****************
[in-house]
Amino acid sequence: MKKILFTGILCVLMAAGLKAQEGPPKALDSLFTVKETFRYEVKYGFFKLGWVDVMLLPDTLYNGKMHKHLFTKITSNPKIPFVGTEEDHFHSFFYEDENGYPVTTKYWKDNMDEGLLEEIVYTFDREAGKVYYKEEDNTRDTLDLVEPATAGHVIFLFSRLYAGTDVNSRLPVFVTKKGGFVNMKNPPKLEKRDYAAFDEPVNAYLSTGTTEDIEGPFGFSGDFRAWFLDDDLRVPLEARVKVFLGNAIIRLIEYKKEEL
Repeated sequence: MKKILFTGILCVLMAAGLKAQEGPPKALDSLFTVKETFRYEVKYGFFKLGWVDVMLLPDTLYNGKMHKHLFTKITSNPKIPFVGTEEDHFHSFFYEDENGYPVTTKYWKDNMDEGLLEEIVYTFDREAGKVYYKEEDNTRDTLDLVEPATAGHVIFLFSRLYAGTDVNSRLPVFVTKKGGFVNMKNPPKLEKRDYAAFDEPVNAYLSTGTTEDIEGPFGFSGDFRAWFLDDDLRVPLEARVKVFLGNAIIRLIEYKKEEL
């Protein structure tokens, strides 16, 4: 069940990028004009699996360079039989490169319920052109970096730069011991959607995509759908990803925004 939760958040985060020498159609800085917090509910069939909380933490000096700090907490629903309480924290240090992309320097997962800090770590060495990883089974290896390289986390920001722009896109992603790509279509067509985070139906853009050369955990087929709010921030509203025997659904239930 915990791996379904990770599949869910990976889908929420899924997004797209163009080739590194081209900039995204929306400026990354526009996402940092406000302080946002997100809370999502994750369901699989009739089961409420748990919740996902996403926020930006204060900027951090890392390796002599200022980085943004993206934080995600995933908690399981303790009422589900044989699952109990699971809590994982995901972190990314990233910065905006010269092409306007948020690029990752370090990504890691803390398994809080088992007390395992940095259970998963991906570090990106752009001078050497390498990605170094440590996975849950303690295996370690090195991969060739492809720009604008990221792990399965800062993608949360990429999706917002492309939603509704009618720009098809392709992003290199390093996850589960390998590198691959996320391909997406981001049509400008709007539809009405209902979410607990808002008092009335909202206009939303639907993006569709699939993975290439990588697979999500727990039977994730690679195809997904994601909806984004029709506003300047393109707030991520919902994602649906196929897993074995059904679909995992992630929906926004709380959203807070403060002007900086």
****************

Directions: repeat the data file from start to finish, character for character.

[in-house]
Amino acid sequence: MKKILFTGILCVLMAAGLKAQEGPPKALDSLFTVKETFRYEVKYGFFKLGWVDVMLLPDTLYNGKMHKHLFTKITSNPKIPFVGTEEDHFHSFFYEDENGYPVTTKYWKDNMDEGLLEEIVYTFDREAGKVYYKEEDNTRDTLDLVEPATAGHVIFLFSRLYAGTDVNSRLPVFVTKKGGFVNMKNPPKLEKRDYAAFDEPVNAYLSTGTTEDIEGPFGFSGDFRAWFLDDDLRVPLEARVKVFLGNAIIRLIEYKKEEL
Repeated sequence: MKKILFTGILCVLMAAGLKAQEGPPKALDSLFTVKETFRYEVKYGFFKLGWVDVMLLPDTLYNGKMHKHLFTKITSNPKIPFVGTEEDHFHSFFYEDENGYPVTTKYWKDNMDEGLLEEIVYTFDREAGKVYYKEEDNTRDTLDLVEPATAGHVIFLFSRLYAGTDVNSRLPVFVTKKGGFVNMKNPPKLEKRDYAAFDEPVNAYLSTGTTEDIEGPFGFSGDFRAWFLDDDLRVPLEARVKVFLGNAIIRLIEYKKEEL
């Protein structure tokens, strides 16, 4: 069940990028004009699996360079039989490169319920052109970096730069011991959607995509759908990803925004 939760958040985060020498159609800085917090509910069939909380933490000096700090907490629903309480924290240090992309320097997962800090770590060495990883089974290896390289986390920001722009896109992603790509279509067509985070139906853009050369955990087929709010921030509203025997659904239930 915990791996379904990770599949869910990976889908929420899924997004797209163009080739590194081209900039995204929306400026990354526009996402940092406000302080946002997100809370999502994750369901699989009739089961409420748990919740996902996403926020930006204060900027951090890392390796002599200022980085943004993206934080995600995933908690399981303790009422589900044989699952109990699971809590994982995901972190990314990233910065905006010269092409306007948020690029990752370090990504890691803390398994809080088992007390395992940095259970998963991906570090990106752009001078050497390498990605170094440590996975849950303690295996370690090195991969060739492809720009604008990221792990399965800062993608949360990429999706917002492309939603509704009618720009098809392709992003290199390093996850589960390998590198691959996320391909997406981001049509400008709007539809009405209902979410607990808002008092009335909202206009939303639907993006569709699939993975290439990588697979999500727990039977994730690679195809997904994601909806984004029709506003300047393109707030991520919902994602649906196929897993074995059904679909995992992630929906926004709380959203807070403060002007900086």